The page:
The author experienced severe nausea during his first trial flight – and never experienced it again after >300 hrs.

Combatting motion sickness: Tips & Treatment

What can help before the flight?

  • Avoid food or drink that may cause nausea eg alcohol, spicy foods.
  • Be well rested
  • Have enough fluids

What should someone feeling the effects of motion sickness do?

It’s important to state that there is no single best way to act. There is quite a lot of individual variation.
Some of the things that can be tried (in order of what works best – literature, professional & personal experience are:
  • Keep the eyes focused on the distant horizon¹ ². This is easier for pilots than passengers :-)
  • Keep the head as still as possible.
  • Avoid talking about motion sickness! Maintain a positive attitude³. At least in the early stages this can be helpful.
  • Pilots are already focusing on flying the plane. However, situational awareness requires ‘relaxed concentration’ which in itself may reduce symptoms of motion sickness.
  • Good ventilation is helpful.
  • Passengers may listen to music or practice mindfulness.
  • Keeping the eyes closed can work for some passengers.

What are the treatments for motion sickness?

A passenger may consider with medical or pharmacist advice:
  • Kwells® (Hyoscine Bromide tablet – available over the counter as 0.3mg tablets). Usual dose for adults is 0.6mg taken an hour before travel. The tablet lasts around 6 hours. Side effects include drowsiness and dry mouth but sometimes dizziness or visual disturbance. Hyoscine is also available as a 24 hour patch (scopolamine) though this is not available in Australia.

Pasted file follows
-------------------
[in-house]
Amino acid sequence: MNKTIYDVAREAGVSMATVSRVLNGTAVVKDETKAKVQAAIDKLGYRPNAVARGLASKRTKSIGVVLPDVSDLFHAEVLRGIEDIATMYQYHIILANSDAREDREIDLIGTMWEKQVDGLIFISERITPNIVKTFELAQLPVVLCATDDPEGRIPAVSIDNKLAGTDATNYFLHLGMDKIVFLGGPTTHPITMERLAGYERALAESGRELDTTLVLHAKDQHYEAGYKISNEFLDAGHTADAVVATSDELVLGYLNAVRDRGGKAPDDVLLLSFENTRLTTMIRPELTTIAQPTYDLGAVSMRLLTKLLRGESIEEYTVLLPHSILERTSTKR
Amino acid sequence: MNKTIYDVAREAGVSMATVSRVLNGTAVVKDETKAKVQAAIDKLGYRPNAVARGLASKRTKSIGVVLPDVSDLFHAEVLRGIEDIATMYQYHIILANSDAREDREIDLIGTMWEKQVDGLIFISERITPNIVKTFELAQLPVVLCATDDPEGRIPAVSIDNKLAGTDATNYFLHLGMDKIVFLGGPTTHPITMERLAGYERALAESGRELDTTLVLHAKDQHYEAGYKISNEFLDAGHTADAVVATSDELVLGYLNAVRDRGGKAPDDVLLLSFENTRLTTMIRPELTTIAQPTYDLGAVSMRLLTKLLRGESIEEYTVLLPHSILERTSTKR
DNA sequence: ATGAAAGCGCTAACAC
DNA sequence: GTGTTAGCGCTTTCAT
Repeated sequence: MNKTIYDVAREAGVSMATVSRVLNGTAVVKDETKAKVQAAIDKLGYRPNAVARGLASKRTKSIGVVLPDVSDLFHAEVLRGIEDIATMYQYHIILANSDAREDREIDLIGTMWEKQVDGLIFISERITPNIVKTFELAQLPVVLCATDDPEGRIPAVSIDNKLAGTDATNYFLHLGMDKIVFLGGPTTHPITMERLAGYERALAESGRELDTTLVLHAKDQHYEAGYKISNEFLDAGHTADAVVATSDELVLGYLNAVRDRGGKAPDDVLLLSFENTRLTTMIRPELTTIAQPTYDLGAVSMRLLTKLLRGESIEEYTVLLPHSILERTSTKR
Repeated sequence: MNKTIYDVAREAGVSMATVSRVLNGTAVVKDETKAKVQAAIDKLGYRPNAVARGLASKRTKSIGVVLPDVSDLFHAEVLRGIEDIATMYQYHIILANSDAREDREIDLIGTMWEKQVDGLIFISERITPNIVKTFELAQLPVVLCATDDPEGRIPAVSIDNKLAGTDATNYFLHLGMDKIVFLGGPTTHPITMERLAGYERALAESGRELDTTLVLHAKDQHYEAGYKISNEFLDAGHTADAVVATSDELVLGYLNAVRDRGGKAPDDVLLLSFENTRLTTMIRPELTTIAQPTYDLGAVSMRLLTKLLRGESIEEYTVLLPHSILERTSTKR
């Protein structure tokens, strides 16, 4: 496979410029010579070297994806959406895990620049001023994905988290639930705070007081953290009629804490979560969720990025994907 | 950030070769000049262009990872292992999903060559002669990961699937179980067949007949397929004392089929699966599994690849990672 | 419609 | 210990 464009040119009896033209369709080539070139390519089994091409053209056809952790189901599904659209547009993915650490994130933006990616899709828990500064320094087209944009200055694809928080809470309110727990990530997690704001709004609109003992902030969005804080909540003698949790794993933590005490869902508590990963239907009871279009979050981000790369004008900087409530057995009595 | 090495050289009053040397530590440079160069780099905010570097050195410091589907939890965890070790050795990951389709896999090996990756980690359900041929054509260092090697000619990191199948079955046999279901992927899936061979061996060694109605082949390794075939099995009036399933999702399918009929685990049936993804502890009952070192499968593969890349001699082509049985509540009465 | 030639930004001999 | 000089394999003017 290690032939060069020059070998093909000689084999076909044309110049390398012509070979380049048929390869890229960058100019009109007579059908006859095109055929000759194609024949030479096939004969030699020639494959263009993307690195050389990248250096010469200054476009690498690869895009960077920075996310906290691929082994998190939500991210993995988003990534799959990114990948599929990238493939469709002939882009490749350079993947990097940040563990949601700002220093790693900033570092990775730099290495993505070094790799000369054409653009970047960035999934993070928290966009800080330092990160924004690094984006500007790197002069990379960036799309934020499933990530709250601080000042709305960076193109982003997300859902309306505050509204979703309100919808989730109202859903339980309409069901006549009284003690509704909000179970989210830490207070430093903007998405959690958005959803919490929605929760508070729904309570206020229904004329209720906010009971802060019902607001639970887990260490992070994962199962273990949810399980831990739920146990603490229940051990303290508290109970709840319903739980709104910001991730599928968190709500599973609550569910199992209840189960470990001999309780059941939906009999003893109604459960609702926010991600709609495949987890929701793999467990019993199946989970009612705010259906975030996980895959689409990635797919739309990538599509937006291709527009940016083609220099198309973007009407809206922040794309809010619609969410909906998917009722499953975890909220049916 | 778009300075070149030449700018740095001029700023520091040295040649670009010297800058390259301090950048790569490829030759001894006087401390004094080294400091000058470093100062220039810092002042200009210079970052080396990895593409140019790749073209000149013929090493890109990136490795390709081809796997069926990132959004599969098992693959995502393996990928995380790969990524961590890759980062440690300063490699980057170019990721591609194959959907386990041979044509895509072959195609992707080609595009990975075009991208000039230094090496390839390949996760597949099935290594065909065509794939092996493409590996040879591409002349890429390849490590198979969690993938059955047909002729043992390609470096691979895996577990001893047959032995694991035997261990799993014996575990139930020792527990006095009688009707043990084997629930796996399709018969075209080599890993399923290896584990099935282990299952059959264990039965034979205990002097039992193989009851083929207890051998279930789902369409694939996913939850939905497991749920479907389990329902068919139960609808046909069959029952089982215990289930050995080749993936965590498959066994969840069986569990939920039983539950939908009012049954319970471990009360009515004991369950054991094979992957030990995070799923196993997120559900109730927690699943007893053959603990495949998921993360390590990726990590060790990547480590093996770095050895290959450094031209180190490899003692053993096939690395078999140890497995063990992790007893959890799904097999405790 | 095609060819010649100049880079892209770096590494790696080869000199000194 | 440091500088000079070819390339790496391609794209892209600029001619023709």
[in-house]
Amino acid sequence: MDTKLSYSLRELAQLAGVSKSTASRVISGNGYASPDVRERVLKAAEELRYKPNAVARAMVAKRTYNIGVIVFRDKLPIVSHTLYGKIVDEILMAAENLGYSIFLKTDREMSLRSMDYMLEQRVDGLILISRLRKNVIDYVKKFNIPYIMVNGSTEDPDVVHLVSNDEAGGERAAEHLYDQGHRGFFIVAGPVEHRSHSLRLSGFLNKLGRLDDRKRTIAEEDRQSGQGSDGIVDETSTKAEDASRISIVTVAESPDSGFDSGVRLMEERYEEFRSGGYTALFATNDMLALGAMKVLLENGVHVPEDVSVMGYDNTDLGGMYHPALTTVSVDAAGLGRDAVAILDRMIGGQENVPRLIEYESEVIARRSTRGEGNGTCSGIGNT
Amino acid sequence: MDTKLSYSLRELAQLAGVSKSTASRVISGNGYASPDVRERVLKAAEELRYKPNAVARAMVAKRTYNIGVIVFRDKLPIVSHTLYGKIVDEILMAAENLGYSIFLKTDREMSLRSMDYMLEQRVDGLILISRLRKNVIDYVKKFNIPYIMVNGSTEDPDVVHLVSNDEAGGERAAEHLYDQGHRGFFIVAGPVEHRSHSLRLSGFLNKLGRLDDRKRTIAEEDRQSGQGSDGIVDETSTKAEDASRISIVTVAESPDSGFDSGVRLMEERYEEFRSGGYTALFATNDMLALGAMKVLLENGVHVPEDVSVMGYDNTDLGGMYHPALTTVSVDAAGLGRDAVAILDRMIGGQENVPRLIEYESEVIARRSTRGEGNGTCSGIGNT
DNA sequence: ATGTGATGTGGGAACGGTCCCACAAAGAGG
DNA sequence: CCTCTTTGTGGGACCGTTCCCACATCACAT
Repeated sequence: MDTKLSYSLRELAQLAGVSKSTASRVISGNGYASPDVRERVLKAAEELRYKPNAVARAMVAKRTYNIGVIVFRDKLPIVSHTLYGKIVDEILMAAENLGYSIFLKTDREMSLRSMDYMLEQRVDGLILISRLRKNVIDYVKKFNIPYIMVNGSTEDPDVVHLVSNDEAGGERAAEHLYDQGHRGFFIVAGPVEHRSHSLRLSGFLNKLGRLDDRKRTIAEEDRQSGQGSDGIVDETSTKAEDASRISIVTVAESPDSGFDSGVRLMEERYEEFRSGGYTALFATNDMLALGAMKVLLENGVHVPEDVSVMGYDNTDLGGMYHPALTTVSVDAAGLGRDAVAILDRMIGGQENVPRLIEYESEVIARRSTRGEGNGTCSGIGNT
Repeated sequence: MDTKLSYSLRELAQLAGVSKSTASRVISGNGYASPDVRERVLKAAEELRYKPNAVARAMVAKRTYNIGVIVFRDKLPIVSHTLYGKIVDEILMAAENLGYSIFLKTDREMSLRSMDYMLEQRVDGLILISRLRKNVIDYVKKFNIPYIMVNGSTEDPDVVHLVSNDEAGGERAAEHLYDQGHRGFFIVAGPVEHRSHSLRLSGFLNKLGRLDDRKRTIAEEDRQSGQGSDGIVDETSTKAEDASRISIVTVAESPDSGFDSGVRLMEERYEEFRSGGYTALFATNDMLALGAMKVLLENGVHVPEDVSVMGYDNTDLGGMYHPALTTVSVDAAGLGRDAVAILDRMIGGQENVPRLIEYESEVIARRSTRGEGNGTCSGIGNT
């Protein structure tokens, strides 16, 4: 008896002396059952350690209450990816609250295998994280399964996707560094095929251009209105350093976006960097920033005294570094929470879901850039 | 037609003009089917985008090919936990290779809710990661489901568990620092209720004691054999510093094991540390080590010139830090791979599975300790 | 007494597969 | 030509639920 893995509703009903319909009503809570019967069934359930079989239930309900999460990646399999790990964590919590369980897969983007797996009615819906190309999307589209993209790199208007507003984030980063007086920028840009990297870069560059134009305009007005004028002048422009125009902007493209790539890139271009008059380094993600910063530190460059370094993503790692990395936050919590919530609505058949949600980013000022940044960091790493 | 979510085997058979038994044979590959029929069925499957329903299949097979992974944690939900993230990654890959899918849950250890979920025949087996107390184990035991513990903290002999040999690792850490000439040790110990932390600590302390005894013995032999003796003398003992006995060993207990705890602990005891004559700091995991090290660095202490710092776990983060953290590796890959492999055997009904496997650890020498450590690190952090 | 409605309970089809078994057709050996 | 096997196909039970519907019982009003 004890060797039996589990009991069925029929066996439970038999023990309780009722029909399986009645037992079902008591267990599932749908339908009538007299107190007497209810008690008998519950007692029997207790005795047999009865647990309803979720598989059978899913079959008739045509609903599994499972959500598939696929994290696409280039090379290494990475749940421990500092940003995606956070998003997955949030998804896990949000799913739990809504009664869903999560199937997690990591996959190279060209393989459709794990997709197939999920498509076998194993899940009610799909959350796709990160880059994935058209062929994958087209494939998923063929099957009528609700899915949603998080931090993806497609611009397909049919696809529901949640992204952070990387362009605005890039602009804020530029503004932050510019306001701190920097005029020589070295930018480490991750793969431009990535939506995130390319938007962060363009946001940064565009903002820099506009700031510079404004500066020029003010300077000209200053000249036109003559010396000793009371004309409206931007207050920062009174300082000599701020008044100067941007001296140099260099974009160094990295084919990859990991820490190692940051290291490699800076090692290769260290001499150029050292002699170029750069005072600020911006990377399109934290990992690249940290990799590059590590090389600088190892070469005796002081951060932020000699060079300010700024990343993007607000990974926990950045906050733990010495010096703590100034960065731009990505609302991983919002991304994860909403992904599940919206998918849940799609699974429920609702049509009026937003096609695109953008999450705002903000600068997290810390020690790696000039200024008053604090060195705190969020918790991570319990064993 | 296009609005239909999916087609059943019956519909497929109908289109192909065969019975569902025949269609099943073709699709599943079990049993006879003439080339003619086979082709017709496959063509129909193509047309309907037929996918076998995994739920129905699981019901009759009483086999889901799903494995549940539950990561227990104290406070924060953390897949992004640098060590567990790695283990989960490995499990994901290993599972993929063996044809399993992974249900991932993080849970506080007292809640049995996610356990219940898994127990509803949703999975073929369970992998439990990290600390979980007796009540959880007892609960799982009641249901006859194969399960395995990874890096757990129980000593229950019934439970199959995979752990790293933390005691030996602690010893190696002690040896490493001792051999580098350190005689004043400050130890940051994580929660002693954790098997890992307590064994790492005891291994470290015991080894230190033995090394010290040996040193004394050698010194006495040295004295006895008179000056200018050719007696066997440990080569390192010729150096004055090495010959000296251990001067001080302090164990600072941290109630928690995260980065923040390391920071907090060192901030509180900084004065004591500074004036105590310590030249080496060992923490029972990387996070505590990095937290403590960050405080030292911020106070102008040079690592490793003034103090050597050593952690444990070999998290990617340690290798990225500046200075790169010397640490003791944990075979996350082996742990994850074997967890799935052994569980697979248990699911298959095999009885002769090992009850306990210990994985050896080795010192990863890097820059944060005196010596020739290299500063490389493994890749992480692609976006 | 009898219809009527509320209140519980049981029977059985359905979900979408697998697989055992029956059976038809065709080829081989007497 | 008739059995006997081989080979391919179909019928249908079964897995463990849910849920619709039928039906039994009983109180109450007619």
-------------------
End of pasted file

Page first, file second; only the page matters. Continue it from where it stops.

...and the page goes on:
• Promethazine – better known as Phenergan® or Avomine®. Sedation more likely than with kwells.
  • Pseudoephedrine – best known as the decongestant Sudafed®, is also a stimulant that reduces the drowsiness caused by Hyoscine. The combination of Hyoscine and Pseudoephedrine is a traditional combination well known to coastguards.

Ondansetron is widely prescribed by doctors for nausea and vomiting caused by chemotherapy, gastroenteritis, and pregnancy. Research into Ondansetron and motion sickness have been disappointing. However, the medication may reduce nausea.

None of these treatments are recommended for pilots because of sedative and other side effects.
Kwells® has been researched in detail (Cochrane review of 14 randomized trials) and is probably the best one to start with.³ Take it to prevent as well as treat motion sickness, starting 1 hour before travel.³
Dr Richard Beatty, specialist GP & Designated Aviation Medical Examiner; BM FRACGP MRCP(UK) ACCAM
Last Reviewed / Modified: 20/9/2019
First Published: 5/12/2014
References
1: Golding JF. Motion sickness susceptibility. Auton Neurosci.2006;129(1-2):67-76
2: Griffin MJ, Newman MM. Visual field effects on motion  sickness in cars. Aviat Space Environ Med. 2004; 75(9):739-748.
3: ANDREW BRAINARD, MD, MPH, and CHIP GRESHAM, MD, Middlemore Hospital, Auckland, New Zealand; Prevention and treatment of motion sickness. AFP 1st July 2014.